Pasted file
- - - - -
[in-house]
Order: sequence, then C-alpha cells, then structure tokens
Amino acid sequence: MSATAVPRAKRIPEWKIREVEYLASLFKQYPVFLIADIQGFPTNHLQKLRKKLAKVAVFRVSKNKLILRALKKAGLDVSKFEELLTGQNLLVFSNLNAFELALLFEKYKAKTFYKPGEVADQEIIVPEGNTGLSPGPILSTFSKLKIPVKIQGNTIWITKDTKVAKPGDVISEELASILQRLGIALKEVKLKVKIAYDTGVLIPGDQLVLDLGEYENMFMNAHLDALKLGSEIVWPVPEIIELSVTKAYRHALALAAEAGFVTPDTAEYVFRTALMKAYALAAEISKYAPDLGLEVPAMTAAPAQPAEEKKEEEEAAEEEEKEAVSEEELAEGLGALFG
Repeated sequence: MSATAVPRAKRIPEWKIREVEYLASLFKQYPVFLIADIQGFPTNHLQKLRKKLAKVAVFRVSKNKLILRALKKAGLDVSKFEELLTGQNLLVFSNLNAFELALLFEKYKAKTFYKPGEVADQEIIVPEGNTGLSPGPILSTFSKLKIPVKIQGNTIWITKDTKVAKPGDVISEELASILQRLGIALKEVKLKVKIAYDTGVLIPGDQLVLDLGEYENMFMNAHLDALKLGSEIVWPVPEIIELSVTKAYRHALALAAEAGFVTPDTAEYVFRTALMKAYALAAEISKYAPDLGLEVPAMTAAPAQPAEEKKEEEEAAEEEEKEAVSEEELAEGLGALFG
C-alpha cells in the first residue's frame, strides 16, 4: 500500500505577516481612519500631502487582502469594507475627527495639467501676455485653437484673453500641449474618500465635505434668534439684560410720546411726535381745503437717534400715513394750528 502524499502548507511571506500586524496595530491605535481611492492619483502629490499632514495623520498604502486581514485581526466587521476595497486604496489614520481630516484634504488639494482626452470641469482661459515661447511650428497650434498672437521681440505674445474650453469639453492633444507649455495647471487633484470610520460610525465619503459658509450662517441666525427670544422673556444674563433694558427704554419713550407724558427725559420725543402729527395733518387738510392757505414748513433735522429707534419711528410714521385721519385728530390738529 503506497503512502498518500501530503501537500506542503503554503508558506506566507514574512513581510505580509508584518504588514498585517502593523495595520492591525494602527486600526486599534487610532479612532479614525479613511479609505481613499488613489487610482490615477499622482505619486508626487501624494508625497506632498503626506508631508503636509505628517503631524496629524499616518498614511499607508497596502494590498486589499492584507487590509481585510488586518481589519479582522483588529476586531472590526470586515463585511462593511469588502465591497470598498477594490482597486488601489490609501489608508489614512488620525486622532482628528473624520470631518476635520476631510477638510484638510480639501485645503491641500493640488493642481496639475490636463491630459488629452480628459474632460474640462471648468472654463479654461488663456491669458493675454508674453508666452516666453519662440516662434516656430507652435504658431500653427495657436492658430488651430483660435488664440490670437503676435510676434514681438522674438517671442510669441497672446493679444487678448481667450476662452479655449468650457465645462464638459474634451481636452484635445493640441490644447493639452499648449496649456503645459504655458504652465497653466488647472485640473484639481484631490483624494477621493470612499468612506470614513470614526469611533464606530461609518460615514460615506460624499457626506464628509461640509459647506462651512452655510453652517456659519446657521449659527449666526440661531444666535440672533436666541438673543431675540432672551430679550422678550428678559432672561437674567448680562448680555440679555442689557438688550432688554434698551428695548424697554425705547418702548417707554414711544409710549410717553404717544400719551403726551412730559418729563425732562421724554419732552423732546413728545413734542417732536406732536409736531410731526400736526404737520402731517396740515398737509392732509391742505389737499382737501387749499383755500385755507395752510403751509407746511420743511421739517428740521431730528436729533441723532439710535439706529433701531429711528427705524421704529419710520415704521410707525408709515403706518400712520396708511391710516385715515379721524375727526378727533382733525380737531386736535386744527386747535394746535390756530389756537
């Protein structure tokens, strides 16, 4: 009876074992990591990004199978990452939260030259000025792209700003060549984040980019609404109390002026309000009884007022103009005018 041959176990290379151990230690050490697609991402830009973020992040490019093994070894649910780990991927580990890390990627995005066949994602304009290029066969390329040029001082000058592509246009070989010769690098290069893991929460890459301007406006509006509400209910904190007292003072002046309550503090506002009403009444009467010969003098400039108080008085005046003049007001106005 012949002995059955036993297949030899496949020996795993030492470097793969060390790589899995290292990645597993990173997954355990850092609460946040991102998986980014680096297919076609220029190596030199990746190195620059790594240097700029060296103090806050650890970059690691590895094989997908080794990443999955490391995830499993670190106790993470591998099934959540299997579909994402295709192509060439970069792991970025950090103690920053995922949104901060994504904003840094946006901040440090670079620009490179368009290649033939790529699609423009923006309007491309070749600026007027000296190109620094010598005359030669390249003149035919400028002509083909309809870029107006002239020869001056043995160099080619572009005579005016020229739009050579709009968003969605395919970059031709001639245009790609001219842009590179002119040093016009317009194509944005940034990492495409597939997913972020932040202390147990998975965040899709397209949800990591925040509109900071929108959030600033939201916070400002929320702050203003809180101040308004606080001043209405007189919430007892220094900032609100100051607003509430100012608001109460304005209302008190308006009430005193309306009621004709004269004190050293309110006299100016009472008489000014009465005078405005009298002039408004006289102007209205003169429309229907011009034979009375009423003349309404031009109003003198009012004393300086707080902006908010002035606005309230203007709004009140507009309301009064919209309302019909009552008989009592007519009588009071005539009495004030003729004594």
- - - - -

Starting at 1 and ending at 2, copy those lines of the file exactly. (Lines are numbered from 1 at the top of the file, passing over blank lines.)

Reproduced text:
[in-house]
Order: sequence, then C-alpha cells, then structure tokens